SLUG: Tell us about the very first year of Slamdance? How did things go that first year?
Baxter: The first year, you know, we called it Anarchy in Utah, I think you know the story well—we were sort of the anti-festival. We were the group of filmmakers that didn’t get our films into Sundance. We were rejected, but failure can be a friend. I think that was the magic ingredient that sort of made it all work for us, given that we just didn’t have any experience in organizing a film festival. In fact, I think nearly for all of us, it was the first festival that we had been to. [We had a] sense of coming together and community, really, from the first year.

We realized that if we worked together, we could do more things for our films, and for each other. Of course, none of our films had distribution. All of our films had been made for a really small amount of money and didn’t have any star names in them, but we showed, even in the first year, that a sort of grassroots independent community could actually do something that was useful in supporting emerging filmmaking talent. Then we realized that we had the desire to carry on and do what we had done in ’95. That we should do the same for other filmmakers that would want the same thing: a showcase that they otherwise wouldn’t have, to bring these new films, these new voices to an audience.

Even in the first year we had some success with distribution. It became, then, a viable alternative to Sundance, and I think also to many other festivals that are now established, because a lot of the filmmakers that they were showing—“they” meaning Sundance and other well-established festivals in the US—were showing great films, but films that were made by filmmakers that had already established themselves. It was very competitive, then, as a new filmmaker, to have your film in these festivals, and if you didn’t get into Sundance at that time, it was actually very difficult to showcase your work in other places.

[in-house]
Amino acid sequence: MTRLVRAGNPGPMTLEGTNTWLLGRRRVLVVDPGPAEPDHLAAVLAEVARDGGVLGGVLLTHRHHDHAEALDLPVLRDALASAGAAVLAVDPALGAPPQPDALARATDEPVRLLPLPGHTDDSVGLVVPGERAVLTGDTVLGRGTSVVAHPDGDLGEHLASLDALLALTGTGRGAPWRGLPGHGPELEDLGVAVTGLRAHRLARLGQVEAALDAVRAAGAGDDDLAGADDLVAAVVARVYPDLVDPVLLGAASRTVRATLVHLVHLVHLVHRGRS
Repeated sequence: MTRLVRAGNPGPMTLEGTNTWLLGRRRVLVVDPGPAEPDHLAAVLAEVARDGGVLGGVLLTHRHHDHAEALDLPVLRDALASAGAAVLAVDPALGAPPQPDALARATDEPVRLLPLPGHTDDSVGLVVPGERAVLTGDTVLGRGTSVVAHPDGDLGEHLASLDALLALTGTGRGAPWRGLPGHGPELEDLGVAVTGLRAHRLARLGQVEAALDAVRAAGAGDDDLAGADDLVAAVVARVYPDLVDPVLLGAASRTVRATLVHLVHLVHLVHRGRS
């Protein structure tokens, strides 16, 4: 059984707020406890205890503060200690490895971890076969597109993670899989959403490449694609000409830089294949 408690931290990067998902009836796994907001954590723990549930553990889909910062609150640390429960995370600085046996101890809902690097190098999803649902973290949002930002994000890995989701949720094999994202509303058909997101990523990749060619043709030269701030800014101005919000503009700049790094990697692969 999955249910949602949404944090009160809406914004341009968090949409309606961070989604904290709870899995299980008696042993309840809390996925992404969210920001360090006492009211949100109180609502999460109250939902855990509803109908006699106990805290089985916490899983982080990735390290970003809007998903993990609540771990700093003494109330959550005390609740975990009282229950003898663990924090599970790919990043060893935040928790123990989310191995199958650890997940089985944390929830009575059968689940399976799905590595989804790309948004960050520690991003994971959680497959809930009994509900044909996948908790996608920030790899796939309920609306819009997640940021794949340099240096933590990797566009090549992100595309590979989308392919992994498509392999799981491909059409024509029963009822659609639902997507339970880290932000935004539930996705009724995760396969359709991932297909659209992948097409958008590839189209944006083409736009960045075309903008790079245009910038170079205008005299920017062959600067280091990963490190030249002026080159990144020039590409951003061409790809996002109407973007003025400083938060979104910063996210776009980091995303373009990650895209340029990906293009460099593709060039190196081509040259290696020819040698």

As we’ve seen over the years, festivals really are important in bringing talent and films out to a wider audience. They really do play a significant role for filmmakers, period, but especially emerging filmmakers. That’s obviously, from a Slamdance perspective, where it all begins. So here we are 20 years later, and it’s interesting, really, how many things have changed at Slamdance. Our organization has grown, we have sponsors year round, a commercial enterprise with our distribution business and our popular screenplay competition. But that community that we have, that mantra—by filmmakers, for filmmakers—it’s the lifeblood of Slamdance, and that has remained. I think we’ve shown over the years, with the discoveries that we’ve been able to make, that indeed the DIY independent film communities really can do it themselves in supporting these exciting and new voices that have come up, especially through Slamdance.

SLUG: Can you talk a little bit about that mantra? You mentioned the “by filmmakers for filmmakers.” What does that statement mean to you, and how has it affected the way you’ve run Slamdance over the years?
Baxter: Well, it answers the question really, which we had in ’98, which was when the mantra came about. [The question was], “How do you grow a community that wants to show quality films with new and exciting voices?” And very simply, we came up with the answer: You let the filmmakers who have been at Slamdance remain in charge of that program. They’re the ones who supplied that program, no one else, and again it sort of speaks to this idea that, the DIY approach, that filmmakers themselves can, and have done, discovered and helped to discover and provide a showcase for these great new filmmakers who have come up through Slamdance.